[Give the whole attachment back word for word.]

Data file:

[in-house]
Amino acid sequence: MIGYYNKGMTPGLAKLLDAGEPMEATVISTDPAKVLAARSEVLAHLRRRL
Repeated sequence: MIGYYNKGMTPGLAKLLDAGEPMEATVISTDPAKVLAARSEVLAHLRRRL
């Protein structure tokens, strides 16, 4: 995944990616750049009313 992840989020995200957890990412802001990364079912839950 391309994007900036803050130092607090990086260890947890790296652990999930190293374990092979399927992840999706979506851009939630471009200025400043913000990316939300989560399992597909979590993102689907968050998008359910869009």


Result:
[in-house]
Amino acid sequence: MIGYYNKGMTPGLAKLLDAGEPMEATVISTDPAKVLAARSEVLAHLRRRL
Repeated sequence: MIGYYNKGMTPGLAKLLDAGEPMEATVISTDPAKVLAARSEVLAHLRRRL
């Protein structure tokens, strides 16, 4: 995944990616750049009313 992840989020995200957890990412802001990364079912839950 391309994007900036803050130092607090990086260890947890790296652990999930190293374990092979399927992840999706979506851009939630471009200025400043913000990316939300989560399992597909979590993102689907968050998008359910869009």